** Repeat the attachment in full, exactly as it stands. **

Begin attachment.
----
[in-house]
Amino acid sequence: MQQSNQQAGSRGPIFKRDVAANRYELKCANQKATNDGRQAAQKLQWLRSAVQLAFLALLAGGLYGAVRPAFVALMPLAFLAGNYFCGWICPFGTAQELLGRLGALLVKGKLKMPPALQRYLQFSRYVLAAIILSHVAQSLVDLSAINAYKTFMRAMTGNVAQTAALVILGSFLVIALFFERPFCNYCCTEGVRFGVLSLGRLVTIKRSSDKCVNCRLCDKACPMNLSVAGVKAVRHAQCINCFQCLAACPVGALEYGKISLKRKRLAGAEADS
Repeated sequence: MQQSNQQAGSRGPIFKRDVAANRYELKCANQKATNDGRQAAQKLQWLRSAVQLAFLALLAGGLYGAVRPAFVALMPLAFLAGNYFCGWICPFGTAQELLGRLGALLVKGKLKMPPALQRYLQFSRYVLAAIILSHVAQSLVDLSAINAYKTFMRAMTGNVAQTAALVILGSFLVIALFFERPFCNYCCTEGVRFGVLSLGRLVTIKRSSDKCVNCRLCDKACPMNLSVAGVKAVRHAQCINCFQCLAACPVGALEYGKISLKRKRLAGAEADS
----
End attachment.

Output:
[in-house]
Amino acid sequence: MQQSNQQAGSRGPIFKRDVAANRYELKCANQKATNDGRQAAQKLQWLRSAVQLAFLALLAGGLYGAVRPAFVALMPLAFLAGNYFCGWICPFGTAQELLGRLGALLVKGKLKMPPALQRYLQFSRYVLAAIILSHVAQSLVDLSAINAYKTFMRAMTGNVAQTAALVILGSFLVIALFFERPFCNYCCTEGVRFGVLSLGRLVTIKRSSDKCVNCRLCDKACPMNLSVAGVKAVRHAQCINCFQCLAACPVGALEYGKISLKRKRLAGAEADS
Repeated sequence: MQQSNQQAGSRGPIFKRDVAANRYELKCANQKATNDGRQAAQKLQWLRSAVQLAFLALLAGGLYGAVRPAFVALMPLAFLAGNYFCGWICPFGTAQELLGRLGALLVKGKLKMPPALQRYLQFSRYVLAAIILSHVAQSLVDLSAINAYKTFMRAMTGNVAQTAALVILGSFLVIALFFERPFCNYCCTEGVRFGVLSLGRLVTIKRSSDKCVNCRLCDKACPMNLSVAGVKAVRHAQCINCFQCLAACPVGALEYGKISLKRKRLAGAEADS